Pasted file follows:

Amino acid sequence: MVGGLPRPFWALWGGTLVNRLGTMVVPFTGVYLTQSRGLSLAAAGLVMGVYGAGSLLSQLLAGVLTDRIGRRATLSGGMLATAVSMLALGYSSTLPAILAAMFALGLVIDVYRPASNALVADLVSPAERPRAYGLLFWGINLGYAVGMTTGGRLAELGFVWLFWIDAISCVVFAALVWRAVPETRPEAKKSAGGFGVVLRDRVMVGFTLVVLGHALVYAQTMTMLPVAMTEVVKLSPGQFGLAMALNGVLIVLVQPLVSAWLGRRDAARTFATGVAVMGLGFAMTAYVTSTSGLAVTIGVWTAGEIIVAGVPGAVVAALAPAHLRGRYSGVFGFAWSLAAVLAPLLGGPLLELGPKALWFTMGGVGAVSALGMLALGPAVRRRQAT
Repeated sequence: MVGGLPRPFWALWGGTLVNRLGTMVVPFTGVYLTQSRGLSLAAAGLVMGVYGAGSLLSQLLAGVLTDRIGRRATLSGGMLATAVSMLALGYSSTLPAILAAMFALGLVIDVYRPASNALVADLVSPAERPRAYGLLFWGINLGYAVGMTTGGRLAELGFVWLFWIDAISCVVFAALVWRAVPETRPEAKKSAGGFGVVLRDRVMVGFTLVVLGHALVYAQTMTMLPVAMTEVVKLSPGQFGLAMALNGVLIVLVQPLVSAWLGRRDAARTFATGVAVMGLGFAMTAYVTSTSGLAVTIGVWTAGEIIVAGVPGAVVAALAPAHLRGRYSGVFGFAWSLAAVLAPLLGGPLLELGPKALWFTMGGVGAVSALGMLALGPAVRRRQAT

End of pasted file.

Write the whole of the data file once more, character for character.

Amino acid sequence: MVGGLPRPFWALWGGTLVNRLGTMVVPFTGVYLTQSRGLSLAAAGLVMGVYGAGSLLSQLLAGVLTDRIGRRATLSGGMLATAVSMLALGYSSTLPAILAAMFALGLVIDVYRPASNALVADLVSPAERPRAYGLLFWGINLGYAVGMTTGGRLAELGFVWLFWIDAISCVVFAALVWRAVPETRPEAKKSAGGFGVVLRDRVMVGFTLVVLGHALVYAQTMTMLPVAMTEVVKLSPGQFGLAMALNGVLIVLVQPLVSAWLGRRDAARTFATGVAVMGLGFAMTAYVTSTSGLAVTIGVWTAGEIIVAGVPGAVVAALAPAHLRGRYSGVFGFAWSLAAVLAPLLGGPLLELGPKALWFTMGGVGAVSALGMLALGPAVRRRQAT
Repeated sequence: MVGGLPRPFWALWGGTLVNRLGTMVVPFTGVYLTQSRGLSLAAAGLVMGVYGAGSLLSQLLAGVLTDRIGRRATLSGGMLATAVSMLALGYSSTLPAILAAMFALGLVIDVYRPASNALVADLVSPAERPRAYGLLFWGINLGYAVGMTTGGRLAELGFVWLFWIDAISCVVFAALVWRAVPETRPEAKKSAGGFGVVLRDRVMVGFTLVVLGHALVYAQTMTMLPVAMTEVVKLSPGQFGLAMALNGVLIVLVQPLVSAWLGRRDAARTFATGVAVMGLGFAMTAYVTSTSGLAVTIGVWTAGEIIVAGVPGAVVAALAPAHLRGRYSGVFGFAWSLAAVLAPLLGGPLLELGPKALWFTMGGVGAVSALGMLALGPAVRRRQAT